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Victims of child sex abuse in Georgia face powerful foes
Dick Yarbrough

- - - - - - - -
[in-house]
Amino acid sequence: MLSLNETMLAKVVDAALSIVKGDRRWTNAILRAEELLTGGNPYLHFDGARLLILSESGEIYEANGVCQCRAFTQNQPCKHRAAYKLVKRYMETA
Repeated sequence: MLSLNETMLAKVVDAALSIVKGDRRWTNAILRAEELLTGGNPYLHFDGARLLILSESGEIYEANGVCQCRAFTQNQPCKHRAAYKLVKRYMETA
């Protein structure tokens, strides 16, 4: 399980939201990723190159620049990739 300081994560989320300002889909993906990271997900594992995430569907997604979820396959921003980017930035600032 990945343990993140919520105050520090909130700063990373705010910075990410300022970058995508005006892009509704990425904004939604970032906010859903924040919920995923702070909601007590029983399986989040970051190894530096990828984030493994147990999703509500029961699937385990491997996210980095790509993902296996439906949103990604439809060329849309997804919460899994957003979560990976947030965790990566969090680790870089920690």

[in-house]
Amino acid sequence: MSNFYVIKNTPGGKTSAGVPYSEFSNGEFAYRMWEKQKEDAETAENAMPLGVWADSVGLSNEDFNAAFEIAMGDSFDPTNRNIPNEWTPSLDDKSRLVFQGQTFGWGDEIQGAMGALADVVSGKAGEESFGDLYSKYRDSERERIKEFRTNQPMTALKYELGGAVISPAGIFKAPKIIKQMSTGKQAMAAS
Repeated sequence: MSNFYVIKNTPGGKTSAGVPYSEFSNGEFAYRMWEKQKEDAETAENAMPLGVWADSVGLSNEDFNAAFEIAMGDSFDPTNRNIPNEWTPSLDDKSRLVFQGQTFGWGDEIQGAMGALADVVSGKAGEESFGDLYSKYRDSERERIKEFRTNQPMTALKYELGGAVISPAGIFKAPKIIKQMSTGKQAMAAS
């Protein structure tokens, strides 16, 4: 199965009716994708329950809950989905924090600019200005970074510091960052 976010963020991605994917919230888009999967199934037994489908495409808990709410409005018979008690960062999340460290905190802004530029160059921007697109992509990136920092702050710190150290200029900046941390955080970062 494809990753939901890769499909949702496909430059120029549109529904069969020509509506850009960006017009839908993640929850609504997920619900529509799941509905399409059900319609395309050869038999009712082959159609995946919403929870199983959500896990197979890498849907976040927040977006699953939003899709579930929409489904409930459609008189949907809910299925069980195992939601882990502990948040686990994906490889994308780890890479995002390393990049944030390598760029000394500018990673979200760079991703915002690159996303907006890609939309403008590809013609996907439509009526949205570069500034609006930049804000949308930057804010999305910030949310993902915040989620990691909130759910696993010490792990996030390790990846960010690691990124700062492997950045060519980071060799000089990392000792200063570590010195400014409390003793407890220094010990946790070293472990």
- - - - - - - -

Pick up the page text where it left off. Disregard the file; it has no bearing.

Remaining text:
Marlan Wilbanks is a man on a mission. An Atlanta attorney, Wilbanks is the driving force behind the Wilbanks Child Endangerment and Sexual Exploitation Clinic, the nation’s first legal clinic dedicated to representing survivors of child sexual abuse. The clinic is a part of the University of Georgia School of Law and gives second- and third-year law students the opportunity to gain experience in the practice of law while serving a crucial need in the community. The impetus for the clinic, a state law known as the Hidden Predator Act, went into effect July 1, 2015, allowing victims of child sexual abuse to file civil suits against perpetrators. So far, so good. But not good enough, Wilbanks says. He is pushing for legislation that would raise the age when victims of child sex abuse in Georgia could file a lawsuit from 23 to 55. The law he envisions would also create a two-year window that would let any victim of child sex abuse to file suit, regardless of when the abuse occurred. Georgia is one of the few states in the country that sets its statute of limitations for child sexual abuse under the age of 23.